A Brand Community is “a specialized, non-geographically bound community, based on a structured set of social relations among admirers of a brand.” This is according to Albert Muniz Jr. and Thomas C. O’Guinn who coined the term in 2001 with their study on Brand Community for the Journal of Consumer Research.
Muniz and O’Guinn said Brand Communities exhibit three traditional markers of community:
- Shared consciousness
- Rituals and traditions
- A sense of moral responsibility
Although it would be easy to see how a lot of brands would jump on this bandwagon, the Harvard Business Review said in, Getting Brand Communities Right, it’s not so easy. There are Myths vs Realities about Brand Communities.
- MYTH #1 :A brand community is a marketing strategy
- THE REALITY: A brand community is a business strategy
- MYTH #2: A brand community exists to serve the business
- THE REALITY: A brand community exists to serve the people in it
- MYTH #3: Build the brand, and the community will follow
- THE REALITY: Engineer the community, and the brand will be strong
- MYTH #4: Brand communities should be love-fests for faithful brand advocates
- THE REALITY: Smart companies embrace the conflicts that make communities thrive
- MYTH #5: Opinion leaders build strong communities
- THE REALITY: Communities are strongest when everyone plays a role
- MYTH #6: Online social networks are the key to a community strategy
- THE REALITY: Online networks are just one tool, not a community strategy
How do you separate the myth from reality? Who is getting brand communities right?
Here are 7 best examples of Brand Communities. (All of these Brand Communities have been around for at least 5 years and are growing).
- BEING GIRL (PROCTER & GAMBLE): The site was created in 2000 as a destination for young, teenage girls. P&G includes content provided by experts and encourages open discussion with expert advice on topics such as menstruation, eating disorders, acne and dating. They take a big-sister approach. They also advertise the companies products, Always and Tampax. Being Girl is now available in over 25 countries. It has been cited in the book, Groundswell, as delivering 4X the Return on Investment (ROI) of traditional marketing.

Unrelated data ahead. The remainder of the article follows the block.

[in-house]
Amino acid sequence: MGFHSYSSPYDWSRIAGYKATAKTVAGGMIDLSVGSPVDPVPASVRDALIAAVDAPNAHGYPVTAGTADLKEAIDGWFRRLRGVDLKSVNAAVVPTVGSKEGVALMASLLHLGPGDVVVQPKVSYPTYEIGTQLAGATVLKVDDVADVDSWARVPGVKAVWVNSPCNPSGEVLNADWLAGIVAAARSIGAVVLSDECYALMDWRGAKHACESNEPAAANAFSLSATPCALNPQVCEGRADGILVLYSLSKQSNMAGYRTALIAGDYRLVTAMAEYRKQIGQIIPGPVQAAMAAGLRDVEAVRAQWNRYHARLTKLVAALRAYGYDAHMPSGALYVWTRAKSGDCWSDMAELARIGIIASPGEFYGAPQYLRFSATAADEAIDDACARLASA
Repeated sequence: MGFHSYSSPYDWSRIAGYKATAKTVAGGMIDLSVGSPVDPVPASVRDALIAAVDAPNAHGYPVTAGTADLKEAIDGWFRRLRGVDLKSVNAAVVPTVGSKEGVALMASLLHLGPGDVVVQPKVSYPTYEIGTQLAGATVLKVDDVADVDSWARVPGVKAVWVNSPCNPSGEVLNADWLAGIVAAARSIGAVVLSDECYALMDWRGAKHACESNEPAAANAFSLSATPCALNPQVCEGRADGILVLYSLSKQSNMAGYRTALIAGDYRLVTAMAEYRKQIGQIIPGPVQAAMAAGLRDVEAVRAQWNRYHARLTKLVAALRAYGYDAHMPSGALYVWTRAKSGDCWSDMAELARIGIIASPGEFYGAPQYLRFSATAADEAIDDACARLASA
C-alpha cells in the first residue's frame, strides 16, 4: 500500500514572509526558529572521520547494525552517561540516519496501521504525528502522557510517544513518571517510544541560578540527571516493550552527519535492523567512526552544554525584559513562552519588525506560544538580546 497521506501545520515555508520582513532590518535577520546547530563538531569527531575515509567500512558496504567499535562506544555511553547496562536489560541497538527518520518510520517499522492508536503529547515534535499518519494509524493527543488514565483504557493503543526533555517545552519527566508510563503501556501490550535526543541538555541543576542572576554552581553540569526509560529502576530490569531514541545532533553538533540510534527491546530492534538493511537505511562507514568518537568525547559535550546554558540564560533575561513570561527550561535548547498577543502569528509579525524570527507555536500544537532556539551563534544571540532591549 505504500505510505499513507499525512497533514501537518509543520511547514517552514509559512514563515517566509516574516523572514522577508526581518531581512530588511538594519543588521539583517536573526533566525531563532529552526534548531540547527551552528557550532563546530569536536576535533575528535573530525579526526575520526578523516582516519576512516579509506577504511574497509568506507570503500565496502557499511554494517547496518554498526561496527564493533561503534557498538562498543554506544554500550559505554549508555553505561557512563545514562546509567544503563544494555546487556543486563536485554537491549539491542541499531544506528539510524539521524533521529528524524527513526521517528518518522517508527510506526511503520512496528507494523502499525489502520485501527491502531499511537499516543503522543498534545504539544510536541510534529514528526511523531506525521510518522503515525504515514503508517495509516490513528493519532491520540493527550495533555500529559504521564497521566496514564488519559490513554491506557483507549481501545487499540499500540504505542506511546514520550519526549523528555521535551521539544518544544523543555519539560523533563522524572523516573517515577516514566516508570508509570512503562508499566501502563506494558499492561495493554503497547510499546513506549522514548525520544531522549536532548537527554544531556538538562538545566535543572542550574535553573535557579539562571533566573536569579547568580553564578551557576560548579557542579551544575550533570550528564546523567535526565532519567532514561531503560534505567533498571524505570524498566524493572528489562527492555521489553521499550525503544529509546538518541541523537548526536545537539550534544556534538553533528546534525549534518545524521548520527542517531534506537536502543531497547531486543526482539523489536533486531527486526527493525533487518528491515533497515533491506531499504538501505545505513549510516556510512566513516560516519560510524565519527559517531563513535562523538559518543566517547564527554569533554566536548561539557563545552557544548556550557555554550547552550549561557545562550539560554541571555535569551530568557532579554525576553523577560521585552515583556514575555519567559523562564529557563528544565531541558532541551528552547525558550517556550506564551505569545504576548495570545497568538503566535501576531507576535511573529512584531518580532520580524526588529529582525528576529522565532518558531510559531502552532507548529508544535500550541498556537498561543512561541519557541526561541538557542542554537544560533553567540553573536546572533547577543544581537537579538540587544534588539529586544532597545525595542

- FIGMENT (RANDOM HOUSE): Is an online writing community owned by Random House, the biggest general-interest trade book publisher in the world. It was founded by Jacob Lewis and Dana Goodyear in 2010. It currently has over 300,000 users. The target group of the community is mainly teenagers between 13 and 18 years old. It’s succeeded because they gave the community something to do, write and share novels. This isn’t just a community of interest, it’s a community of practice too. They highlight the best contributions of the community.
- H&R BLOCK: Tax preparation is a highly seasonal business. H&R provides immediate access to a tax professional for Q&A through the “Get Answers” section of their website but also connects you to learn and share experiences with others through their H&R Community. The effort secured 1,500,000 unique visitors and answered 1,000,000 questions for a 15% lift in business versus the period before H&R Block created the community.
- HARLEY OWNERS GROUP (HOG): Is a sponsored community, operated by Harley-Davidson for enthusiasts. The HOG is “the grandaddy of all community-building efforts,” serving to promote not just a consumer product, but a lifestyle. The HOG has also served to open new revenue streams for the company, with the production of tie-in merchandise offered to club members. Membership is 1,000,000+. The Harley Owners Group was created in 1983 as a way to build longer-lasting and stronger relationships. At that time, the company was facing bankruptcy.
- LUGNET (LEGO): When Lego Group set out to develop Mindstorms NXT, the latest version of its game for building programmable robots, it enlisted help from a group of adult enthusiasts whom it found on Lugnet.com the largest unofficial community of Lego fans. While the marketing target for Mindstorms is mainly teenage boys, the people that Lego reached out to were a group of men in their 40s and 50s who knew each other from communicating and working together on elaborate Lego projects on Lugnet.com.The group’s members, according to a Lego spokesman, contributed “incredibly valuable insights” in hardware, software, design and usability based on their own experiences.
- MY STARBUCK IDEA: Is now 6+ years-old and remains the gold standard of crowd sourced tip boxes that have actually worked for a brand and delivered ideas from customers (150,00 plus) with innovations (277) that have actually been implemented. Customers today can order a “skinny” beverage and a cake pop, garner digital rewards for using their Starbucks Card and enjoy free Wi-Fi – all thanks to suggestions from fans. “Our passionate customers and partners have been sharing their ideas with us on My Starbucks Idea, and we have listened and acted upon many amazing innovations that we have received from this online community,” said Alex Wheeler, VP global digital marketing for Starbucks.
- ORACLE COMMUNITY (ORACLE): Is a site for people interested in Oracle Corp.’s database and software products. Members share personal stories, pictures, videos and birthdays. They can create blogs on the site, form groups around themes and build networks of designated friends. Members can also schedule meetings and events both online and in person.
These examples show Brand Communities can produce significant results and ROI but they also demonstrate companies should not try to create them unless they accept are willing to accept diversity of opinion, occasional conflict and apply the internal resources necessary to engage.
Do these examples explain Brand Communities? Are they best examples to you?